The following is excerpted from IRG's weekly stock report:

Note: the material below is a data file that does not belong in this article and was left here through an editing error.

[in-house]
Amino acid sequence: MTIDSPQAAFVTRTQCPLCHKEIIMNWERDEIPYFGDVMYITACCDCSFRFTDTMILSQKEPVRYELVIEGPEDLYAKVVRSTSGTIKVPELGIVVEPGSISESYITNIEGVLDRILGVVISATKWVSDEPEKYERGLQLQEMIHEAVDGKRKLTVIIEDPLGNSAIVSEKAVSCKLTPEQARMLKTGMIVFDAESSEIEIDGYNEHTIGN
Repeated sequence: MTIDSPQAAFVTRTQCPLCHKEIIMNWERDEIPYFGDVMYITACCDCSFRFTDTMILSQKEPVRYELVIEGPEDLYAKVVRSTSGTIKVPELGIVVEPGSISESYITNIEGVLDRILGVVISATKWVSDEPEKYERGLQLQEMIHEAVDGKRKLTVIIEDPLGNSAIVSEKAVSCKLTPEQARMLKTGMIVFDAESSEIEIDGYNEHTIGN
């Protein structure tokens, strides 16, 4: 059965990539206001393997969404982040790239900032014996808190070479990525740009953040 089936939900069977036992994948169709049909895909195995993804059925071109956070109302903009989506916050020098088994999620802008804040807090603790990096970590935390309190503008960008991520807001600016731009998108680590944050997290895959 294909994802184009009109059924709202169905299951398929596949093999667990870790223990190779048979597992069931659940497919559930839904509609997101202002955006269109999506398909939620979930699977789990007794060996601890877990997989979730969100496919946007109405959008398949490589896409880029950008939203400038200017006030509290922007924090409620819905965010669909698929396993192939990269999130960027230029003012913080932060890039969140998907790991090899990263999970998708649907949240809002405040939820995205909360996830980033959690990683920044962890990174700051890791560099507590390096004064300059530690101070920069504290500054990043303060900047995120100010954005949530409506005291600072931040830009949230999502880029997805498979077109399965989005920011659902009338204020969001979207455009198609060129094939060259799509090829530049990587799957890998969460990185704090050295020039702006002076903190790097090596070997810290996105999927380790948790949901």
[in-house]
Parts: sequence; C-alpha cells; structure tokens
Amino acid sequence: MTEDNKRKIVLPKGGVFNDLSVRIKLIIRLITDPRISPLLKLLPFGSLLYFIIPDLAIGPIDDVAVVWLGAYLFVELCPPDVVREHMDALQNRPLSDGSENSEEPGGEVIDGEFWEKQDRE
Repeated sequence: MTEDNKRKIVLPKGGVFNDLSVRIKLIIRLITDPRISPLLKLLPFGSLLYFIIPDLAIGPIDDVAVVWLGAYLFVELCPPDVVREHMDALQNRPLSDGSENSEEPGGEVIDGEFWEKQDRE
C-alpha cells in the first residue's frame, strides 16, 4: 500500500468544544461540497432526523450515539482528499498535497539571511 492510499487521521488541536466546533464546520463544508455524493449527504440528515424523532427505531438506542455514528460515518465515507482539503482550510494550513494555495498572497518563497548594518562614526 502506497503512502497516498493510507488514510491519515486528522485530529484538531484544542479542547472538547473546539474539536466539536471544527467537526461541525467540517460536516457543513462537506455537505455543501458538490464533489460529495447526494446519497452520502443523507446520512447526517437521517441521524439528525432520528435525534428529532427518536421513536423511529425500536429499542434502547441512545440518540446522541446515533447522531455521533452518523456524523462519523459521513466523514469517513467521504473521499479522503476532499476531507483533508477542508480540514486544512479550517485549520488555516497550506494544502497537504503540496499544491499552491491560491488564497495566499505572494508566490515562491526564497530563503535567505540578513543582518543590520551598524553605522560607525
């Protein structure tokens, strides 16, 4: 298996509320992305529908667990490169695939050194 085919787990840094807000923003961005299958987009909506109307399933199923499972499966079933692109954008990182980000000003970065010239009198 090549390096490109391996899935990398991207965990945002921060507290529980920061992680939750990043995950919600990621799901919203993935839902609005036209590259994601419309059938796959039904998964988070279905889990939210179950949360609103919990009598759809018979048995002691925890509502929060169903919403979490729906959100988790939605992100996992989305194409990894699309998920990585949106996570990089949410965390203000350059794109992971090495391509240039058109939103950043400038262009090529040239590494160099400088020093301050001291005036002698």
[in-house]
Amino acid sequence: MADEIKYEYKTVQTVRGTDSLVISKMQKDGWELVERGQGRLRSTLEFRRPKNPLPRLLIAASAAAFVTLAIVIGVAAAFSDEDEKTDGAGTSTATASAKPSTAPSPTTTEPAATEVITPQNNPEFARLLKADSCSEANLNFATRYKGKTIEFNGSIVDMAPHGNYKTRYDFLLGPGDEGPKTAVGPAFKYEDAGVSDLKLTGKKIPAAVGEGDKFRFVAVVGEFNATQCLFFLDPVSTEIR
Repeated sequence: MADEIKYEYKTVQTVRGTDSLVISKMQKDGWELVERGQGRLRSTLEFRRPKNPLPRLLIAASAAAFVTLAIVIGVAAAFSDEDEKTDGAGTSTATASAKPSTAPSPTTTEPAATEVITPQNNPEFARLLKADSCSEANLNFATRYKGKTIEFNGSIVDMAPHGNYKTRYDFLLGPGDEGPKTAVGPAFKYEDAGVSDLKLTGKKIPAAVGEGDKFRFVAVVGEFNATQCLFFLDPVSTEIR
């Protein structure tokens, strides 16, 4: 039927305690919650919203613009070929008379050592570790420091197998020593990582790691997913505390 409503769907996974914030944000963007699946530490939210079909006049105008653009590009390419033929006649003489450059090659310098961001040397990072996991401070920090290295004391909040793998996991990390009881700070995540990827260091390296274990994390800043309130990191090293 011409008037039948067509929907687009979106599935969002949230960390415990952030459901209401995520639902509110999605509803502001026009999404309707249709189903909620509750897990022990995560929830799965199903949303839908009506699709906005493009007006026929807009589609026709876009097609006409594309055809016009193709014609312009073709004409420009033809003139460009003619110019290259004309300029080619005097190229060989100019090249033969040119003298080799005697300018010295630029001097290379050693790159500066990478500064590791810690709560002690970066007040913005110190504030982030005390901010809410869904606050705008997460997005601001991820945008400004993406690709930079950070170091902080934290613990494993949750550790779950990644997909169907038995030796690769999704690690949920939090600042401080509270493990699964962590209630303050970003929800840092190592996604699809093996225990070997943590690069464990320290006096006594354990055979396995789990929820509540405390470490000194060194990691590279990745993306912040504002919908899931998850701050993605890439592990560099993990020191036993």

• Sina (NASDAQ:SINA) reported a 4 percent rise in its net profit to US$10.4 million, in the second quarter as turnover gained 16 percent to US$53.7 million. The firm, considered as China’s most popular portal ascribed the performance to a strong second-quarter advertising revenue growth. Sina said the recent World Cup contributed some 45 percent boost to advertising fees, a contribution valued at some US$8 million. Sina said its third-quarter sales would be within the range of US$51 million to US$54 million, with advertising revenue forecast at US$31 million to US$32 million. Earlier the mainland government issued stricter regulations on sales of ring tones and other mobile phone services, prompting Sina to state about its uncertainty regarding a strong second-quarter revenue growth for wireless services. Sina said its advertising revenue, which accounted for 54.9 percent of second-quarter income, was US$29.5 million, higher than the company's forecast of US$26 million to US$27 million and 33 percent up on the first quarter. Its non-advertising revenue went down by 6 percent to US$24.2 million but still higher than the forecast US$21.5 million to US$22.5 million. During the second quarter, Sina announced an earning of US$2 million from the sale of its stake in a joint venture company formed with South Korean online game company NCsoft.